For many roundtable participants, the vigor of today’s satellite sector has echoes of the past. This is not the first time the industry has seen an outpouring of excitement around NGSO deployments. In fact, LEO constellations were a component of the overall tech boom and bubble during the late 1990s. Major companies like Teledesic, Iridium and Globalstar invested tens of billions of dollars into their voice-centric systems that were ultimately undercut by broadly available terrestrial cellular service. Participants pointed out that Teledesic was one of the largest failures, along with Skybridge, TerreStar, Globalstar and LightSquared, as notable bankruptcies. The Iridium constellation was nearly decommissioned but saved at the last minute and continues today as a modestly successful company.

The relative success of terrestrial voice services—cellular wireless systems—was a significant cause of the popping of the 1990s satellite bubble. Cellular offered a compelling service at a lower price point. Even if it could not be used at sea or in many rural areas it had adequate coverage for most major urban centers and along most major freeway systems. To some extent the tensions between satellite and terrestrial allocations continue to echo through spectrum management today.

Satellite users are not alone in their growing demands for spectrum—a wide variety of commercial terrestrial uses, notably 5G (and before it 4G), and government users continue to require access to more spectrum resources. As former Assistant Secretary for Communications and Information and NTIA Administrator David Redl stated in a speech subsequent to our gathering, “The era of easy spectrum decisions is over…. That’s true across the board, whether you’re a satellite operator, a terrestrial wireless provider, or an unlicensed user. Spectrum has become more important than ever to our daily lives and government missions. Competition for spectrum resources has never been more contentious.”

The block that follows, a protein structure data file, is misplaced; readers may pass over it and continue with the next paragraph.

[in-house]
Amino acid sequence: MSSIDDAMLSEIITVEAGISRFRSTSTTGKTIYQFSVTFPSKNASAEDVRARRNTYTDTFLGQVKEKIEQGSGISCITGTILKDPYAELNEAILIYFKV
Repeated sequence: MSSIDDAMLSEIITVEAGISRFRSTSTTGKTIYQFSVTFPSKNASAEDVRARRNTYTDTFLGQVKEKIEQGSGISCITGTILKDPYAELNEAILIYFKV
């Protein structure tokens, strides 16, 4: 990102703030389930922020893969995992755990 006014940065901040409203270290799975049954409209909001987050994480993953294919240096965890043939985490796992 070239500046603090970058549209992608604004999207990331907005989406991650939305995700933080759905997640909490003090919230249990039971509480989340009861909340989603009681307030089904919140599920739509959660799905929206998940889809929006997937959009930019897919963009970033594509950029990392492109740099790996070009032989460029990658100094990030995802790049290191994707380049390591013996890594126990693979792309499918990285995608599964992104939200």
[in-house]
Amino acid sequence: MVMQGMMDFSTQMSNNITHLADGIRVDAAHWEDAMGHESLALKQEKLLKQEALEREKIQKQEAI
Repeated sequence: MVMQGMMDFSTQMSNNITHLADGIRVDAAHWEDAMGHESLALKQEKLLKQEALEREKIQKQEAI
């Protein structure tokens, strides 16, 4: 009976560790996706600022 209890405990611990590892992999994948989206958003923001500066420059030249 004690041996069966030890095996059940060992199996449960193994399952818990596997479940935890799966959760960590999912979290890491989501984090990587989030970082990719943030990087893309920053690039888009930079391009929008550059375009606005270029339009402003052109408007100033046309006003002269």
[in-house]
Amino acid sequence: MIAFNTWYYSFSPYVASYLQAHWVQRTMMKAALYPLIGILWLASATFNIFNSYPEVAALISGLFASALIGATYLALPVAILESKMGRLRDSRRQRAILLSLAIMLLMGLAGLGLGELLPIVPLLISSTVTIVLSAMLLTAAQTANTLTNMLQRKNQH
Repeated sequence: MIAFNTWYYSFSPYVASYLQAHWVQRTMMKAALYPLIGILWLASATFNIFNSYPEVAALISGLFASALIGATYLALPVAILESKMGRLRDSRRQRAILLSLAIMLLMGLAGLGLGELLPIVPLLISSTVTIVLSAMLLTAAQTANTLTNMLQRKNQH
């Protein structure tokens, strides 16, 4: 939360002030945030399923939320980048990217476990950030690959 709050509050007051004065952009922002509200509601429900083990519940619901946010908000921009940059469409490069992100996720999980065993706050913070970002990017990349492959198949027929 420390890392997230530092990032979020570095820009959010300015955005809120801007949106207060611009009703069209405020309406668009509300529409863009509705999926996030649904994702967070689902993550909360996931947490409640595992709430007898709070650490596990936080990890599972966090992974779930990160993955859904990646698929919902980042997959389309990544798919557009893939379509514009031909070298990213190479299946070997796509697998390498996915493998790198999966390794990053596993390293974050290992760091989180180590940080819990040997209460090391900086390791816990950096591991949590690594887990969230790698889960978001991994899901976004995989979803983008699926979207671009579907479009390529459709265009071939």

However, different wireless systems are not necessarily at odds. Valerie Green, Executive Vice President and Legal Officer of Ligado Networks, noted that an important consideration to achieving policy goals is to use satellite and terrestrial systems together. Historically, it has been an either/or discussion—terrestrial or satellite—when the policy focus should be on recognizing the ways in which satellite and terrestrial networks can complement each other. This may be especially true where satellites can give ubiquitous coverage in rural areas, augmented with a terrestrial network in towns and in larger congregations of people.

i For an overview of these small satellites from the ITU perspective, see ITU-R “Characteristics, definitions and spectrum requirements of nanosatellites and picosatellites, as well as systems composed of such satellites” Report ITU-R SA.2312-0 (2014). Available online:
ii Ibid at 11.